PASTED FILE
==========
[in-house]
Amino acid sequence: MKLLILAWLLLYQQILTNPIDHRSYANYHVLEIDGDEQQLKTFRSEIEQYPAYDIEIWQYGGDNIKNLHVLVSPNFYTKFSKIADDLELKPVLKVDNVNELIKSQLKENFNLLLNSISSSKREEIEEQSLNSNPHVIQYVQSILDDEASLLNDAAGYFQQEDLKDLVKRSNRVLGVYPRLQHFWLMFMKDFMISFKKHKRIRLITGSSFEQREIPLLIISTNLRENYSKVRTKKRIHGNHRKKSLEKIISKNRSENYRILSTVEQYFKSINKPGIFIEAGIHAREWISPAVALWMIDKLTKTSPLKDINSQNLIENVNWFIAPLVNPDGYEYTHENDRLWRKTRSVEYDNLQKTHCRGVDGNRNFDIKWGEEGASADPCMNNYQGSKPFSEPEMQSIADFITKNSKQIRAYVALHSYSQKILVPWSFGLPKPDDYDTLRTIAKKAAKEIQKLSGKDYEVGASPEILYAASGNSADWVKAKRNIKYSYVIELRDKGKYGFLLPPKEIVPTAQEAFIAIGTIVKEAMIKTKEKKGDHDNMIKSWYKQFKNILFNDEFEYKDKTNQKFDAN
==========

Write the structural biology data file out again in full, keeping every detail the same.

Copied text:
[in-house]
Amino acid sequence: MKLLILAWLLLYQQILTNPIDHRSYANYHVLEIDGDEQQLKTFRSEIEQYPAYDIEIWQYGGDNIKNLHVLVSPNFYTKFSKIADDLELKPVLKVDNVNELIKSQLKENFNLLLNSISSSKREEIEEQSLNSNPHVIQYVQSILDDEASLLNDAAGYFQQEDLKDLVKRSNRVLGVYPRLQHFWLMFMKDFMISFKKHKRIRLITGSSFEQREIPLLIISTNLRENYSKVRTKKRIHGNHRKKSLEKIISKNRSENYRILSTVEQYFKSINKPGIFIEAGIHAREWISPAVALWMIDKLTKTSPLKDINSQNLIENVNWFIAPLVNPDGYEYTHENDRLWRKTRSVEYDNLQKTHCRGVDGNRNFDIKWGEEGASADPCMNNYQGSKPFSEPEMQSIADFITKNSKQIRAYVALHSYSQKILVPWSFGLPKPDDYDTLRTIAKKAAKEIQKLSGKDYEVGASPEILYAASGNSADWVKAKRNIKYSYVIELRDKGKYGFLLPPKEIVPTAQEAFIAIGTIVKEAMIKTKEKKGDHDNMIKSWYKQFKNILFNDEFEYKDKTNQKFDAN